LESLIE: Now, lastly, we’ve got to talk about drainage problems. When it is humid outside, you need to check the condensate drain. You want to make sure that it’s not clogged and that it’s draining properly. Room air conditioners may not drain properly if they’re not mounted level, so you’ve got to check on a couple of things. And it’s very easy for those drains to clog; this is how we ended up with that leak in the bathroom ceiling.
So you just have to make sure that you’re constantly checking these things, maintaining them. If you have a service contract, you’ve got to make sure you utilize it and make sure everything is running properly.
TOM: You know, another way to make – it’s a very easy way to have your condensate just spill all over the floor. Forget to plug in the condensate pump.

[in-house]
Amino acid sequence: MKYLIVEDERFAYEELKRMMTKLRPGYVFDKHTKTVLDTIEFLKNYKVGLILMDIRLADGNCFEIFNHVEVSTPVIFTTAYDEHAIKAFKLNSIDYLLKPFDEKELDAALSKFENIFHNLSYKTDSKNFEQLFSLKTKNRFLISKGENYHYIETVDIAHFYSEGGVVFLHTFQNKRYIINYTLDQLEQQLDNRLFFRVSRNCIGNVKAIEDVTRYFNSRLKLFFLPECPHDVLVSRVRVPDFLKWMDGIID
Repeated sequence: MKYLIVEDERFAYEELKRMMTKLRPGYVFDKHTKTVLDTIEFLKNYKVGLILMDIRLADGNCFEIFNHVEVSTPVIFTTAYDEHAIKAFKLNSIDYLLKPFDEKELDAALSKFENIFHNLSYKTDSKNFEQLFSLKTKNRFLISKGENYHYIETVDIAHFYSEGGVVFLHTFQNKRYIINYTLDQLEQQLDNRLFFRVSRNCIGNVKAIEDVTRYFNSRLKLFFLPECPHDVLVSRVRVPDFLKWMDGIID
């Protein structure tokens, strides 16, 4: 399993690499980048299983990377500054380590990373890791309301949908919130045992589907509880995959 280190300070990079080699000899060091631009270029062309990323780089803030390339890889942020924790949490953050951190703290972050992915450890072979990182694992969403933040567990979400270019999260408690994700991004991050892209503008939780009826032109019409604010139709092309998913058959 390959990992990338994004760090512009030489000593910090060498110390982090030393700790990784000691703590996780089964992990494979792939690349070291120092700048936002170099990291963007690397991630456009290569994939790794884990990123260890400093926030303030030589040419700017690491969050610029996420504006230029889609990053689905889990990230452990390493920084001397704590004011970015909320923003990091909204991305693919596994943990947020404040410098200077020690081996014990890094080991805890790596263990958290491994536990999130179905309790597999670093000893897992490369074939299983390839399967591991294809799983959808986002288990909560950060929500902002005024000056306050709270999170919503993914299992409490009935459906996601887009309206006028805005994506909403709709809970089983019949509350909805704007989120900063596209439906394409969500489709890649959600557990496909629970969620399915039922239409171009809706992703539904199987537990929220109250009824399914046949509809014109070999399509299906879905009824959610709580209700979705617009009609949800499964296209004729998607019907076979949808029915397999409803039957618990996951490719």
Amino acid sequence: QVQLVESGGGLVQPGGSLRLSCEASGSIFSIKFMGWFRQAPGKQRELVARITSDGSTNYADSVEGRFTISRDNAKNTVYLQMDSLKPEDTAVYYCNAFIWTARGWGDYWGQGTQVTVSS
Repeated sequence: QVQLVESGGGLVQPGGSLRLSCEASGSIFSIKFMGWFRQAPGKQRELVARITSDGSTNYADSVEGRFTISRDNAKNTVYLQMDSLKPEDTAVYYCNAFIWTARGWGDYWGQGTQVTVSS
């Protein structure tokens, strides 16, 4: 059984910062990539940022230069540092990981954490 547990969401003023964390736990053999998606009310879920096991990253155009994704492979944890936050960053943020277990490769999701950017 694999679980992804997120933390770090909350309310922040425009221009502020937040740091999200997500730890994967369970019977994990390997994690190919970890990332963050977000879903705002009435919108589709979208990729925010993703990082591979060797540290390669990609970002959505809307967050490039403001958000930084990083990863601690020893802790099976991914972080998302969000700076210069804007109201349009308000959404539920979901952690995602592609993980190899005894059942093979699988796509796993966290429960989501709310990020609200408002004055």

We have a condo that we own – it’s like a garden apartment – and we had a tenant in there. And they were cleaning and they pulled out all of the wires for the washer, the dryer and the condensate. But somehow, the condensate was not plugged back in. And I got a call the next day from the guy who lived underneath. He said, “It’s leaking down here.” And I’m like, “Oh, man, what’s going on?” I’m checking all of the plumbing. Sure enough, I looked at the condensate pump. There was a big puddle underneath because it wasn’t plugged in. So make sure you plug that in.
LESLIE: It’s amazing how quickly that water does add up just from the condensation. It’s amazing.
TOM: Yeah. I was going to say that. There’s a lot of water that will pull out of the air – that humid, summer air – and it can really fill up quickly. So you’ve got to have the pumps working, you’ve got to make sure they’re clog-free. And this way, you will have an issue-free summer.
LESLIE: Who doesn’t love this time of year? The weather’s kind of perfect. We have had some weird hot spells here and there. But you’ve got to love the fact that we’re all spending so much time outside.